It would be nice if efforts in this matter were directed towards creating a long-term sustainable client education campaign where all non-bank lenders were invited to participate. I think MCAP is asking the right questions and having the right conversation, I just don't think this is right the answer.

  • Torrington Capital on 2011-04-01 5:37:31 AM

    I am certainly not going to choose a lender based on 5bps, however MCAP raises some excellent points. The best way to grow the broker channel is to take business away from the big banks and education is the key, not compensation (more business = more money anyway.

    Client education is a big part of this and getting the non-bank lenders together would be a great idea (and maybe this is where this will lead). In the mean time it is up to brokers to educate their clients and you should know or have access to ALL of your competitors product info whether you can sell them or not. Pick up the phone and call the banks, make an appointment with the local branch or mortgage specialist and learn about their products. It is pretty easy to compete with the banks if you know exactly how their products work and how what you have to offer compares.

  • @kiltedbroker on 2011-04-01 6:17:13 AM

    I couldn't agree with "Torrington" more, I would rather increase my commission as a result of customer education, additional volume and increased market share, than making an extra 5BPS on a deal.

  • Marcus on 2013-12-24 10:12:11 AM

    I have a mortgage from MCAP. The rate is v. low, actually the lowest available at the time by .1%. The low rate is the single, solitary positive benefit I have experienced so far in my rel'n with MCAP.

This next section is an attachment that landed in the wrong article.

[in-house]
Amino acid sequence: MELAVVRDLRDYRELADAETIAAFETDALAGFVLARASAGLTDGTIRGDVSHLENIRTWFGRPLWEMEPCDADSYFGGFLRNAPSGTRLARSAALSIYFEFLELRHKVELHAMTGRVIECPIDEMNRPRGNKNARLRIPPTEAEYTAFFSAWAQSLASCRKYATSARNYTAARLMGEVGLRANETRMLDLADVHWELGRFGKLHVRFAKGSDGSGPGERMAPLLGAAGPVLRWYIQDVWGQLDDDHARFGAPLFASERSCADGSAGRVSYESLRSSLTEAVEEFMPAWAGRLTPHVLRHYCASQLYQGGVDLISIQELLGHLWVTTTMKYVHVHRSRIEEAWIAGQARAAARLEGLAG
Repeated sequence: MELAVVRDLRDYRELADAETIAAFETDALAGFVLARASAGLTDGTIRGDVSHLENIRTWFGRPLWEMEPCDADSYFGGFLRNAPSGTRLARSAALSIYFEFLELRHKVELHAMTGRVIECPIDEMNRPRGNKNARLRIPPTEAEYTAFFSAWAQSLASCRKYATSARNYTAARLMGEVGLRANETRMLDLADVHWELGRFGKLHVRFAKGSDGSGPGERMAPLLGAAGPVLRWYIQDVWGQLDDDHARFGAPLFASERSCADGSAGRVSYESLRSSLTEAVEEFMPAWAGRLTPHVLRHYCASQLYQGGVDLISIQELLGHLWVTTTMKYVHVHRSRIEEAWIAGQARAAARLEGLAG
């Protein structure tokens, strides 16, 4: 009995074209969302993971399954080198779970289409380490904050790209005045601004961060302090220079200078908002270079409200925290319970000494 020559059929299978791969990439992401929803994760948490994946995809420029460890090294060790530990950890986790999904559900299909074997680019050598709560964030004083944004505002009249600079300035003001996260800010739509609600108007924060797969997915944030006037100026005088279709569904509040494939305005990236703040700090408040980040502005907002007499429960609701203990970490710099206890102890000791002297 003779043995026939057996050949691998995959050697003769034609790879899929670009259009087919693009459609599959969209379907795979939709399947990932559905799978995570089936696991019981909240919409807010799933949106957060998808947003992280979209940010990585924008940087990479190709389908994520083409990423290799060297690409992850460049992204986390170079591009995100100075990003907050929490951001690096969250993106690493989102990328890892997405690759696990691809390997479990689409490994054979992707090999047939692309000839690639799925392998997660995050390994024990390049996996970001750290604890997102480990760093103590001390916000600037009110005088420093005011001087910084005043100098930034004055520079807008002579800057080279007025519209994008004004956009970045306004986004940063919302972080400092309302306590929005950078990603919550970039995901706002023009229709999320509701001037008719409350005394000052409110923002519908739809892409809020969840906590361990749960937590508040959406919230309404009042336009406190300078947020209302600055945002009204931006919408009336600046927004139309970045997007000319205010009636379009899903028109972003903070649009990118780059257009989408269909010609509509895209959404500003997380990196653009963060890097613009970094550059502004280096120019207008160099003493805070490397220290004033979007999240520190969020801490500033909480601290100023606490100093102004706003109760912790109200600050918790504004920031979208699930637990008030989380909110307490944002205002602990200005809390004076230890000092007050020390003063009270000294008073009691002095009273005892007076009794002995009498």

First, they gave us a HUGE hassle in putting my wife on the mortgage. They would have excluded her from teh mortgage and from the title deed of the house, except for a very competent and assiduous employee at True North Mortgage, our mortgage broker, who eventually closed the mortgage the way we had originally insisted it be closed - with my wife's name on it and on the title of the house.
    Next, if you want to pay an additional amount on your principal, they have a v. awkward and strict policy. You have to "request" this ahead of time, deposit the money in your bank account, and then wait until your NEXT mortgage payment is withdrawn. This means your money is sitting in your account for as much as a month, collecting no interest. Trying to time the deposit/withdrawl accurately caused us a large hassle, and we were hit with some exorbitant fees, which we eventually ironed out, although through more hassle. As in other corporations with which I have done business, here also the front line people know very little, but are consistently obstructive. Just go above their heads as quickly as possible. Eventually you will reach someone with some discretion.
    Third, there is NO ONLINE ACCESS to your MCAP account. You cannot check to see your amortization schedule online, you cannot check to see how your amortization schedule has changed after additional payment to your principal, AND THEY WANT TO CHARGE YOU $25/HOUR for secretarial work if you want the history on this! In other words, they lack the online info, and want you to pay them to calculate everything manually, as if it were the customer's fault they are in the dark ages with respect to the internet! What a farce.
    Fourth, their exit fee, which you pay at the end to close the mortgage, is the highest relative to all the other lenders we researched.

    Bottom line: So far, this mortgage company has been an enormous pain. Previously we had another lender that was slightly more expensive on interest, but without any of the hassles, limitations on information and payment timing, and without the extra fees we have experienced with MCAP. If I could go back, I would have stayed with our old mortgage lender (ING).